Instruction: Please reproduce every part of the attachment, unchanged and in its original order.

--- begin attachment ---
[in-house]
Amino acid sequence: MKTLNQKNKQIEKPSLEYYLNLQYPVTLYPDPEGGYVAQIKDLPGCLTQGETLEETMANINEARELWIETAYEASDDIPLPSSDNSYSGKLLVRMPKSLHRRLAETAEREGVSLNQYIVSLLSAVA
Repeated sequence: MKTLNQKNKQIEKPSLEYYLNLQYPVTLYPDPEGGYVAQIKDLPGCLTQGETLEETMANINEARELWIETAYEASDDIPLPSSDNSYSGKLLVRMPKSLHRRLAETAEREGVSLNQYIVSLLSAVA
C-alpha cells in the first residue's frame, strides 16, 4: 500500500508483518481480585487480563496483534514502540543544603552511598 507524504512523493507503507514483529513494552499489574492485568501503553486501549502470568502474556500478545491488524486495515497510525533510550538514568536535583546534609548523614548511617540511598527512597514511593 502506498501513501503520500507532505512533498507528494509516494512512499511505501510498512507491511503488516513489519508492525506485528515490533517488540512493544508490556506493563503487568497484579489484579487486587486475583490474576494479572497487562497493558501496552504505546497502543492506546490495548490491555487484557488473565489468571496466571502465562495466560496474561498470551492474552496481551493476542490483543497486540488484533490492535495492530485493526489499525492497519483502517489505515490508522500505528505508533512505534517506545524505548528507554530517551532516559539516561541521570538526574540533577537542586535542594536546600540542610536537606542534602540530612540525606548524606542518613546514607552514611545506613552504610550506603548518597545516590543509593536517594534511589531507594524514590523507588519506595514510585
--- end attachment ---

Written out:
[in-house]
Amino acid sequence: MKTLNQKNKQIEKPSLEYYLNLQYPVTLYPDPEGGYVAQIKDLPGCLTQGETLEETMANINEARELWIETAYEASDDIPLPSSDNSYSGKLLVRMPKSLHRRLAETAEREGVSLNQYIVSLLSAVA
Repeated sequence: MKTLNQKNKQIEKPSLEYYLNLQYPVTLYPDPEGGYVAQIKDLPGCLTQGETLEETMANINEARELWIETAYEASDDIPLPSSDNSYSGKLLVRMPKSLHRRLAETAEREGVSLNQYIVSLLSAVA
C-alpha cells in the first residue's frame, strides 16, 4: 500500500508483518481480585487480563496483534514502540543544603552511598 507524504512523493507503507514483529513494552499489574492485568501503553486501549502470568502474556500478545491488524486495515497510525533510550538514568536535583546534609548523614548511617540511598527512597514511593 502506498501513501503520500507532505512533498507528494509516494512512499511505501510498512507491511503488516513489519508492525506485528515490533517488540512493544508490556506493563503487568497484579489484579487486587486475583490474576494479572497487562497493558501496552504505546497502543492506546490495548490491555487484557488473565489468571496466571502465562495466560496474561498470551492474552496481551493476542490483543497486540488484533490492535495492530485493526489499525492497519483502517489505515490508522500505528505508533512505534517506545524505548528507554530517551532516559539516561541521570538526574540533577537542586535542594536546600540542610536537606542534602540530612540525606548524606542518613546514607552514611545506613552504610550506603548518597545516590543509593536517594534511589531507594524514590523507588519506595514510585